Germany seems set to torpedo attempts to establish a legally required women’s quota in management by the European Union, according to a letter written by the two relevant ministers.
Saturday’s Süddeutsche Zeitung newspaper said it had seen the letter written by Justice Minister Sabien Leutheusser-Schnarrenberger and Family Minister Kristina Schröder.
“We do not see a legally binding guideline from the European Union for a quota as the right way,” the letter says. Such a quota would, “not be fair either to the various starting positions of the EU member states, nor the industry-specific needs of the companies.”
The letter is addressed to the UK Business Secretary Vince Cable, who has been leading efforts to stop the initiative of EU Justice Commissioner Viviane Reding to introduce such a law.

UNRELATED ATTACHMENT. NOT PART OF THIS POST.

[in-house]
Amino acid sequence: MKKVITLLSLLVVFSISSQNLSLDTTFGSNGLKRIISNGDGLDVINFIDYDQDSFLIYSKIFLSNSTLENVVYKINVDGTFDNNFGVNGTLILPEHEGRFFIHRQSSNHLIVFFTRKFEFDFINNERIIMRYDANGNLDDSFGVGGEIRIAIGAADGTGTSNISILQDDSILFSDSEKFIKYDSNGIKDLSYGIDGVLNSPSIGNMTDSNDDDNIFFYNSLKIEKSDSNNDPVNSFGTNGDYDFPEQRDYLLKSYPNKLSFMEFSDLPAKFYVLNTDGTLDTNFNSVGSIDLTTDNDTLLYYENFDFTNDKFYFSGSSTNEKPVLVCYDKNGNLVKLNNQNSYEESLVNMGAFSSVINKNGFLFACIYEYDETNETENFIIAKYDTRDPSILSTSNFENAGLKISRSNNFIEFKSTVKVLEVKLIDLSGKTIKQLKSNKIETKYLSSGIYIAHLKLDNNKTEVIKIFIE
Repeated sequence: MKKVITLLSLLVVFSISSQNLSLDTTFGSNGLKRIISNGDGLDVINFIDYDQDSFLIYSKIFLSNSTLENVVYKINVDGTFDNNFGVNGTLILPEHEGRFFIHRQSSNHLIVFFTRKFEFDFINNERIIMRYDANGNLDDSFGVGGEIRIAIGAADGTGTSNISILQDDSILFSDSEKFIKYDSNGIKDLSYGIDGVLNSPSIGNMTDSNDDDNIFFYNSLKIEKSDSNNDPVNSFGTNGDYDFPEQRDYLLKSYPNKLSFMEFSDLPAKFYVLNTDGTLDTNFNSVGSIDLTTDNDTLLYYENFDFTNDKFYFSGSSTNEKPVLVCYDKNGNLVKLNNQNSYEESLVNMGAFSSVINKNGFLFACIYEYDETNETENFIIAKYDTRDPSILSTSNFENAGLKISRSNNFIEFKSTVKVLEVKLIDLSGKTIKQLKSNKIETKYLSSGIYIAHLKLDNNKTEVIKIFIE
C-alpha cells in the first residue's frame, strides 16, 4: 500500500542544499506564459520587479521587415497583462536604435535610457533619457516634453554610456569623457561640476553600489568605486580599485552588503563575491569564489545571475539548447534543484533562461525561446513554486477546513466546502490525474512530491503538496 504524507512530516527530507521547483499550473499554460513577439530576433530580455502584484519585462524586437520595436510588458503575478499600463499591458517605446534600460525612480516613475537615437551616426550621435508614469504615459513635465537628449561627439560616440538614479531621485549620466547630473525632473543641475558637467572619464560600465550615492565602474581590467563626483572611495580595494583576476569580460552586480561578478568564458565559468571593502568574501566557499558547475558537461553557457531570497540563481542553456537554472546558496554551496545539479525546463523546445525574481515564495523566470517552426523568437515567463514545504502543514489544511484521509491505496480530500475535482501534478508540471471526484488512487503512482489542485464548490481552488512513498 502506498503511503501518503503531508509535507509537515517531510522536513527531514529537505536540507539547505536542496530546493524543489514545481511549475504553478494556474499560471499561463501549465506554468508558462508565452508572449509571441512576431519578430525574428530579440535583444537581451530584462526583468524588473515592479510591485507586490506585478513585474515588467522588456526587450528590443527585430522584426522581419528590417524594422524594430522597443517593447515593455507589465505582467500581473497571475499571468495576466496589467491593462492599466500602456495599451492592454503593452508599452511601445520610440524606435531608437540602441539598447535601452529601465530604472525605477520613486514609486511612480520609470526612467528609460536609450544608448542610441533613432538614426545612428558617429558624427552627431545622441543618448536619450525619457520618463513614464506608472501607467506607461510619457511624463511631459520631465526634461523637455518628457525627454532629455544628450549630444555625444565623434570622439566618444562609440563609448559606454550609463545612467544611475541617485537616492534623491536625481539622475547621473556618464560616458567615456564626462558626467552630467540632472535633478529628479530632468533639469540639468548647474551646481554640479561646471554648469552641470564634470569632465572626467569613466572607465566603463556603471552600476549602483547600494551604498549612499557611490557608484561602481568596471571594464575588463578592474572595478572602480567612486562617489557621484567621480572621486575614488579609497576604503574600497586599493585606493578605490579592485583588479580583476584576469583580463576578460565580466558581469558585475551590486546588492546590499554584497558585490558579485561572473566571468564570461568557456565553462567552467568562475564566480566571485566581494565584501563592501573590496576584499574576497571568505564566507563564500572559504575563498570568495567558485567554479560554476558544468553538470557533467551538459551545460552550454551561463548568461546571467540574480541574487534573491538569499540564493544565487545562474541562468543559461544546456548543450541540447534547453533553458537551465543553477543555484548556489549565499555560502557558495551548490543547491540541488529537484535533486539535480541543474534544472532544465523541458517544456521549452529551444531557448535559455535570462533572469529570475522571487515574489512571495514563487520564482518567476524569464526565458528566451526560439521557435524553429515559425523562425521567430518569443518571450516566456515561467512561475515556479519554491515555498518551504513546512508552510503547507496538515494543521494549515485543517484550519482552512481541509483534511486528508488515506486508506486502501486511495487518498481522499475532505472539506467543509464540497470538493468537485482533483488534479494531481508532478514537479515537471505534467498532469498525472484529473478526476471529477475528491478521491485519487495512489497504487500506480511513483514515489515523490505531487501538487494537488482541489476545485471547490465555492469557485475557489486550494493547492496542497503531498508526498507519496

They said they expressly welcomed and supported the British initiative to try to stop the quota.
Germany now joins a group of EU countries which had met on September 4 in Brussels to forge a union against the quota. The group includes Bulgaria, Czech Republic, Denmark, Hungary, Lithuania, Malta, the Netherlands, Sweden and Slovenia – and now Germany.
Reding’s suggestion would be that publicly traded companies have at least two of every five supervisory board positions filled by members of whichever gender is currently underrepresented by 2020, the Süddeutsche Zeitung
The rule would apply to those firms with more than 250 staff and more than €50 million annual turnover. Those firms which fail to manage this would be punished.
The EU countries which are now against the idea have enough votes to kill the initiative, the paper said.